Study: Why girls continue to experience violence at SA schools
Study leads to five recommendations for addressing school violence
Girls experience gender and sexual violence in schools around the world, and SA is no exception. Research has shown how pupils, and girls in particular, are vulnerable to violence.
Despite the country’s political response to violence against women and girls, schoolgoing girls struggle with male violence in and out of school.
Pupils who are victimised at school often show poor academic performance, regular school absenteeism, anxiety and depression, drug and alcohol use, psychological trauma, and dropping out of school.
We conducted a study to learn more about SA teenage girls’ experiences at school. Violence emerged as a key aspect of their school life.
We looked at the spaces where violence occurs, and how the violence is linked to drug use, social inequalities and construction of gender identity. We found that certain behaviour is tolerated because it isn’t seen as violence. We also reflected on some of the ways the issue of gender violence at school — and beyond — could be addressed.
Sexual violence in school
Our study took place in an urban high school in SA. The location has high levels of unemployment and poverty. The school’s challenges include overcrowding, old and dilapidated buildings, drug use and violent behaviour by some pupils.
We interviewed pupils aged between 15 and 17. Most of them came from economically poor households, but some were better off than others. These differences played a part in violence.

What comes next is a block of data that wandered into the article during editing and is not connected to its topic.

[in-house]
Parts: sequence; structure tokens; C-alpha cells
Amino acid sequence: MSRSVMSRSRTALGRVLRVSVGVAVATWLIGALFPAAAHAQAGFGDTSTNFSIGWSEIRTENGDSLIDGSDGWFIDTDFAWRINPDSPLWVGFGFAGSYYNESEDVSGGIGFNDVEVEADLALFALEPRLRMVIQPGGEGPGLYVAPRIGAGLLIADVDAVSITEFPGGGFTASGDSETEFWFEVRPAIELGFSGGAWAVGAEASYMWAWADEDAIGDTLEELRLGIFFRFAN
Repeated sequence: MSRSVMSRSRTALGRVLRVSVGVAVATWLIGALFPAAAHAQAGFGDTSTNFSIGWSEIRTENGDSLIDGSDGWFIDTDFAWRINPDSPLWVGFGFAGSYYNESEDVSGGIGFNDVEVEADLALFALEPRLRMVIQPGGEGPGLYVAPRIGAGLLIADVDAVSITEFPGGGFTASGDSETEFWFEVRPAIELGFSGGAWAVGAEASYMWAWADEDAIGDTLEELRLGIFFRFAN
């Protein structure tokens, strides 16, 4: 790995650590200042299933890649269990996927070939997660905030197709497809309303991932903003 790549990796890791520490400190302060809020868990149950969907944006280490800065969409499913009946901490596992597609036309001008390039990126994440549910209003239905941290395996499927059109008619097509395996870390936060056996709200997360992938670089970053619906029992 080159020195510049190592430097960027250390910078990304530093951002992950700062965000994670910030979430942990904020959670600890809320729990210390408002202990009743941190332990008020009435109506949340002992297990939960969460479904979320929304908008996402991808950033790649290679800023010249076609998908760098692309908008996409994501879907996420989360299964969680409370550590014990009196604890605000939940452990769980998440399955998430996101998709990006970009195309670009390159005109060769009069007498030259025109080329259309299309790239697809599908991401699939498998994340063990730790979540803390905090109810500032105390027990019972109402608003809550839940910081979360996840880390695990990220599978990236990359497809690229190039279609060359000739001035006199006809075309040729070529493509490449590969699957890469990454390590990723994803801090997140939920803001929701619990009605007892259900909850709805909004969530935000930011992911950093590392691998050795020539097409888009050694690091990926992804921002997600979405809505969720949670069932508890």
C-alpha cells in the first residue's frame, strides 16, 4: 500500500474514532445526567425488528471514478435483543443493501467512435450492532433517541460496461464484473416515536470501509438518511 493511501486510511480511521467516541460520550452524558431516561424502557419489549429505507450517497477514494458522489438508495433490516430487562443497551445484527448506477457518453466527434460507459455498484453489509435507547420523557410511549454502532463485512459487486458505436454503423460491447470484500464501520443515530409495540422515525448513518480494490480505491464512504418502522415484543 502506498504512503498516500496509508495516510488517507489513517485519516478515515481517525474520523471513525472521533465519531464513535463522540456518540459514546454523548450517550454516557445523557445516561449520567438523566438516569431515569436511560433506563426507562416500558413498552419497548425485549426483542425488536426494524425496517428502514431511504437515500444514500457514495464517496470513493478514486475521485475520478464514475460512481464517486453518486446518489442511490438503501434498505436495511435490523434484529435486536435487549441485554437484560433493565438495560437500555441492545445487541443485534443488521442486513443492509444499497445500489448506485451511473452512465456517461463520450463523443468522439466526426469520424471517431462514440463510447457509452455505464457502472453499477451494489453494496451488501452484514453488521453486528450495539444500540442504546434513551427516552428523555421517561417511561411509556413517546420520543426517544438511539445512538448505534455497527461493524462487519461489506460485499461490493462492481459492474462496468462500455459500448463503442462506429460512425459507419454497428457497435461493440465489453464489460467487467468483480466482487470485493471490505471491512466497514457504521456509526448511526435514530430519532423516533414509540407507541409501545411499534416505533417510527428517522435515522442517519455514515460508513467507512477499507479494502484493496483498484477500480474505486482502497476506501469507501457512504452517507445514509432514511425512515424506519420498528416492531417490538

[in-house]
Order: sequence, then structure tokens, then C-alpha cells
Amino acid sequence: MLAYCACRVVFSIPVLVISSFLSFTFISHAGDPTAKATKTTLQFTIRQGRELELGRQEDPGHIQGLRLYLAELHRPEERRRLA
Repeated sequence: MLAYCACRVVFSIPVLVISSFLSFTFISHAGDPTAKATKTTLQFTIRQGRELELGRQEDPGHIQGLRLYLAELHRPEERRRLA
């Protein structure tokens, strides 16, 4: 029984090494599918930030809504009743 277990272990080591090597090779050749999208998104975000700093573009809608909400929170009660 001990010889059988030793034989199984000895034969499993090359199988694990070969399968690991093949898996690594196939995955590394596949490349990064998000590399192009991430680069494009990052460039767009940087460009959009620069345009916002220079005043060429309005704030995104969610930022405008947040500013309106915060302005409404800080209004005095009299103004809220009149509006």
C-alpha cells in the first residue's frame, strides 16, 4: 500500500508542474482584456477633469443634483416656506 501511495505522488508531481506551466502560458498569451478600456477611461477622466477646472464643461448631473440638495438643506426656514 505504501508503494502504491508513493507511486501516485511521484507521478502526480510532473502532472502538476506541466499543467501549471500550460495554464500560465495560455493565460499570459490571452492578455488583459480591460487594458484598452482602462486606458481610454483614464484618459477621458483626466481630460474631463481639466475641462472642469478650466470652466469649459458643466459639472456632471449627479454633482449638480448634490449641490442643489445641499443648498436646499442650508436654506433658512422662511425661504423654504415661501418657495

Our findings are context-specific. This implies that they’re applicable to other SA schools that have similar characteristics.
The violence that girls experienced took various forms, including sexual harassment. It occurred in various school spaces such as the corridors and in an abandoned building on the school premises. The pupils said community violence and theft had resulted in this building becoming dilapidated.
We heard that boys sexually gazed at girls in the corridors during lunch breaks and gossiped about girls’ physical appearance, their bodies, and their virginity status. Boys commented openly on their desires and demands to have sex with girls. Sexual harassment in the corridors also involved inappropriate touching. All this occurred in the public space of the school’s corridors and was witnessed by other girls and boys. Girls were publicly humiliated and coerced to engage in sexual activity (kissing and inappropriate touching).
Both boys and girls used drugs such as dagga (marijuana) in the dilapidated building. The pupils said this building was dominated by boys who used drugs and abused girls there during lunch breaks.
Girls also expressed the fear of being coerced into sexual relationships by older boys at school. Girls were beaten up if they refused boys’ proposals for sexual relationships.
But girls also fought with each other over boys. This competition sometimes involved references to hair — those who could afford to have weaves in their hair or wigs were called “sluts” and accused of “stealing” boyfriends.
Girls speak out
Girls suggested it was up to the victim herself to report violence to teachers.